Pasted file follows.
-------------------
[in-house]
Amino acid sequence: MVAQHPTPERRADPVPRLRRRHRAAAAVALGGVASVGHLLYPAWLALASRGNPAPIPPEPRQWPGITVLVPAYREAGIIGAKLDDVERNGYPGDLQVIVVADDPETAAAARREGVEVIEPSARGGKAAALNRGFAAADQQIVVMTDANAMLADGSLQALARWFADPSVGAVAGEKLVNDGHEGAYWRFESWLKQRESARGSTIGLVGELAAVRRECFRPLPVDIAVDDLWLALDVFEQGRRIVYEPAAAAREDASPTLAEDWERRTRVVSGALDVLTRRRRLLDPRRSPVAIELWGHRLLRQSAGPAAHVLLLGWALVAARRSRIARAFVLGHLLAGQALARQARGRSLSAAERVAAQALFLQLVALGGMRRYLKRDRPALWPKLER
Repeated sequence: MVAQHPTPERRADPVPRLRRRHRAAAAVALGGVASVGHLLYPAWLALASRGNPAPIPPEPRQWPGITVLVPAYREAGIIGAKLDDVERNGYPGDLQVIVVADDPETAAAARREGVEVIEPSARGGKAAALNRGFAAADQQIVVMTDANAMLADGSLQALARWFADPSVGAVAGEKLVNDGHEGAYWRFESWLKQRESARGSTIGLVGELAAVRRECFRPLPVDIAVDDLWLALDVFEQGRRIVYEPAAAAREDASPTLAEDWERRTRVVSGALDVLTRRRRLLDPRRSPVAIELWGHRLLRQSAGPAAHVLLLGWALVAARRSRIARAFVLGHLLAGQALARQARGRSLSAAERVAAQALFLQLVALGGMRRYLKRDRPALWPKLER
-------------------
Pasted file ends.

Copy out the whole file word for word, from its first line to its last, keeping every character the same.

[in-house]
Amino acid sequence: MVAQHPTPERRADPVPRLRRRHRAAAAVALGGVASVGHLLYPAWLALASRGNPAPIPPEPRQWPGITVLVPAYREAGIIGAKLDDVERNGYPGDLQVIVVADDPETAAAARREGVEVIEPSARGGKAAALNRGFAAADQQIVVMTDANAMLADGSLQALARWFADPSVGAVAGEKLVNDGHEGAYWRFESWLKQRESARGSTIGLVGELAAVRRECFRPLPVDIAVDDLWLALDVFEQGRRIVYEPAAAAREDASPTLAEDWERRTRVVSGALDVLTRRRRLLDPRRSPVAIELWGHRLLRQSAGPAAHVLLLGWALVAARRSRIARAFVLGHLLAGQALARQARGRSLSAAERVAAQALFLQLVALGGMRRYLKRDRPALWPKLER
Repeated sequence: MVAQHPTPERRADPVPRLRRRHRAAAAVALGGVASVGHLLYPAWLALASRGNPAPIPPEPRQWPGITVLVPAYREAGIIGAKLDDVERNGYPGDLQVIVVADDPETAAAARREGVEVIEPSARGGKAAALNRGFAAADQQIVVMTDANAMLADGSLQALARWFADPSVGAVAGEKLVNDGHEGAYWRFESWLKQRESARGSTIGLVGELAAVRRECFRPLPVDIAVDDLWLALDVFEQGRRIVYEPAAAAREDASPTLAEDWERRTRVVSGALDVLTRRRRLLDPRRSPVAIELWGHRLLRQSAGPAAHVLLLGWALVAARRSRIARAFVLGHLLAGQALARQARGRSLSAAERVAAQALFLQLVALGGMRRYLKRDRPALWPKLER